Starting at manufacturer level, brands need to take stock of how each department’s initiatives and programmes impact or enable the customer experience at retail. Without a holistic view and a clearly defined vision of the desired customer experience, individual business areas will continue to exacerbate the disconnected sales and aftersales journey.

Merging digital and physical experiences in a relevant way

All industries have to recognise their target consumer’s digital behaviour and expectations and keep pace to ensure the digital experience is relevant and seamlessly joined-up with the physical experience (and vice-versa). In automotive, the start of the research phase will almost certainly be online and customers are far savvier than ever.

Mobile is increasingly being used in the purchase funnel and is also playing a greater role within the dealership for key activities such as: reviewing current models, looking for promotions/offers, talking to friends/family to get an opinion. With access anywhere to dealer and manufacturer sites, consumer reviews, video content and comparison tools, the need for a connected and seamless experience is greater than ever before.

We worked with new Chinese market entrant Qoros to define their service proposition and customer experience from scratch. Without the constraints of a legacy IT infrastructure the brand has launched with a seamless digital journey through research, purchase and ownership, all enabled through a range of online, mobile and in-store technologies including apps, configurators and dedicated website services.

Controlling your reputation

Consumers are playing an ever more important role in shaping the reputation of brands and dealers. There is more and more opportunity for people to independently post ratings, reviews, photos and video about their experiences and opinions of it. It’s akin to having an online content strategy that you can’t control.

Friends, family and peer groups are having an increasingly bigger influence on where people shop. Regardless of sector, it’s widely confirmed that consumers are over four times more likely to trust the recommendations of friends and family over advertising.

Taking that a step further, brands are losing control of other elements of the sales process as well. An increasing body of buyers who want longer-term test drives are accessing vehicles through friends, colleagues and rental firms in preference of going to a dealership – a trend that is only likely to become more prevalent.

Whiteway has over 20 years’ experience in the automotive sector having worked on the dealer group, manufacturer and agency side. Engine Service Design has worked internationally for Jaguar Land Rover, Fiat Group, Volkswagen, Hyundai and Qoros to design their future customer service approach and has also worked for brands such as Samsung, Zurich, E.ON, Virgin and O2 in other sectors.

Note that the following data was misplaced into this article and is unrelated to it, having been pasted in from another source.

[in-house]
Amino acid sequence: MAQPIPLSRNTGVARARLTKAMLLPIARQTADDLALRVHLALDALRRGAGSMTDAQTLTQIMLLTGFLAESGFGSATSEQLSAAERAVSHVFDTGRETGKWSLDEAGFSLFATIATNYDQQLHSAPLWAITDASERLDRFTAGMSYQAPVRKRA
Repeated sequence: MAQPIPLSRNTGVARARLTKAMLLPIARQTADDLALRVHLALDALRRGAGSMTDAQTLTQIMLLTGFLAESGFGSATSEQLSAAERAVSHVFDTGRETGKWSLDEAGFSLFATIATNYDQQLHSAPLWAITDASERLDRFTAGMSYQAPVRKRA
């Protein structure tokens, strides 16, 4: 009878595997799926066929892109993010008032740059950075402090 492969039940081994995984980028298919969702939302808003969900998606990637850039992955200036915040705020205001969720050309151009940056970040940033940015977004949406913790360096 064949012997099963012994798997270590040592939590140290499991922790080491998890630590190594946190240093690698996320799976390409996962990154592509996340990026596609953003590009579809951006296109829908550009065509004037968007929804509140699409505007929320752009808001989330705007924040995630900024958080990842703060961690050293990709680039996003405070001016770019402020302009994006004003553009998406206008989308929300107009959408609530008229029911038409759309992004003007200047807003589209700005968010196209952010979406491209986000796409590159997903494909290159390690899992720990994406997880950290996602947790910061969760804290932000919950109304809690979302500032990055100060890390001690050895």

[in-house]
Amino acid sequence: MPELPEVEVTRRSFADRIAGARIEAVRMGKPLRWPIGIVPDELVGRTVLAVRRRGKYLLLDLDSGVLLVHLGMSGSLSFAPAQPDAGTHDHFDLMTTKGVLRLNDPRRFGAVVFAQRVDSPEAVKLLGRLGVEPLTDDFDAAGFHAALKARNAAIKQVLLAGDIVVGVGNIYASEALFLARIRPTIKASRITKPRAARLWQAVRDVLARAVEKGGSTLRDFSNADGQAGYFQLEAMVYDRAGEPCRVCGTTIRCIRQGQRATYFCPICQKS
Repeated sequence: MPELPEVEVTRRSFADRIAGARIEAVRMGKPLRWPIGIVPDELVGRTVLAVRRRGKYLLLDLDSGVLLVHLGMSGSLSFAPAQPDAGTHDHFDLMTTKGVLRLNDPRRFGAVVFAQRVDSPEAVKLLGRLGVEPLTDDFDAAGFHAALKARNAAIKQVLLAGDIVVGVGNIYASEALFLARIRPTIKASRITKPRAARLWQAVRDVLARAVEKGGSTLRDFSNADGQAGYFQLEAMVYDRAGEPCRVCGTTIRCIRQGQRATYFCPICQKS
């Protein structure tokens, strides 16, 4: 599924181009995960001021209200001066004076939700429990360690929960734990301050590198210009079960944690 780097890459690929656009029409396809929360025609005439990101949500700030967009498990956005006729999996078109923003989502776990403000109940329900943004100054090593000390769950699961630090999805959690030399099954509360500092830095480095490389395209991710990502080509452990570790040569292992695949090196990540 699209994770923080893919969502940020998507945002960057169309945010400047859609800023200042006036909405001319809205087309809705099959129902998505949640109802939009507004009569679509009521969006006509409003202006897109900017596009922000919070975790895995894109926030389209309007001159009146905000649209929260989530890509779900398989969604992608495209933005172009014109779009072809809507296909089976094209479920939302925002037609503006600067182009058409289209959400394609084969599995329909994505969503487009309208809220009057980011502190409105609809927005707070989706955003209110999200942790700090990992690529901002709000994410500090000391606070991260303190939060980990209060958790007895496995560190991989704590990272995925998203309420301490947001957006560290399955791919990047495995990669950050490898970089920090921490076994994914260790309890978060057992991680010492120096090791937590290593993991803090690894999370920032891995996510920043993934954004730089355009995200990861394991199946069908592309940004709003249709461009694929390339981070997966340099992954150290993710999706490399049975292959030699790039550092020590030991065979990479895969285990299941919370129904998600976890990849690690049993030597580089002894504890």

The challenge of culture change

Clearly, there’s still a role for manufacturers to have a local physical presence for buyers to touch and test drive cars and customers still need to have their cars serviced and repaired. The way those experiences and services are delivered, however, is far from set in stone. As consumers become more confident with transacting online and legislation and security measures go further in protecting them, we’re likely to see more manufacturers switching on their online sales channels to meet demand.

Not only do the above have far-reaching implications on the way the industry does business but also the way dealerships are set up in terms of scale, function, location and most importantly, how they meet the evolving needs of the customers they serve.

The trouble is change takes time, resource and funding. The historic over-investment in the traditional network model will be hard to ‘write off’ by decision makers when evaluating the case for change and most franchised dealer networks are already stretched and under increasing pressure both from a personnel and financial perspective.

Of course there is increased industry focus on some of these issues and there are great examples of individual initiatives to tackle specific elements.

However, unless the need for change is viewed as a whole and appropriate solutions designed around a common vision of the required future-state, the likelihood is of more fragmented and disparate fixes that don’t deliver a sustainable step change in such a fast moving environment.